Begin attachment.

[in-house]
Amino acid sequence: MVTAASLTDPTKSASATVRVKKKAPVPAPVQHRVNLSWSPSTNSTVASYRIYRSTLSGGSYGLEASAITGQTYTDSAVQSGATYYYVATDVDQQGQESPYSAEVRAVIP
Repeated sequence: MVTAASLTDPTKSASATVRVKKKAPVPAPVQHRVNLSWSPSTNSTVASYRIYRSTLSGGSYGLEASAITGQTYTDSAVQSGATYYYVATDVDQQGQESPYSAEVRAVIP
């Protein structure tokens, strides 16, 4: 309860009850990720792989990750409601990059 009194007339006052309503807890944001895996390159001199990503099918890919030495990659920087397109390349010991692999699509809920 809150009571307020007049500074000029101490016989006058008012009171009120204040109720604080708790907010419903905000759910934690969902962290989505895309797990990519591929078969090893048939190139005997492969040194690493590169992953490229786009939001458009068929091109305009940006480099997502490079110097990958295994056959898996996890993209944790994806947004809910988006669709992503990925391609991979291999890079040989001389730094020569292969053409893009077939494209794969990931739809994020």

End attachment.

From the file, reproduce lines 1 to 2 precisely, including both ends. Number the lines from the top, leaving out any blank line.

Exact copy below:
[in-house]
Amino acid sequence: MVTAASLTDPTKSASATVRVKKKAPVPAPVQHRVNLSWSPSTNSTVASYRIYRSTLSGGSYGLEASAITGQTYTDSAVQSGATYYYVATDVDQQGQESPYSAEVRAVIP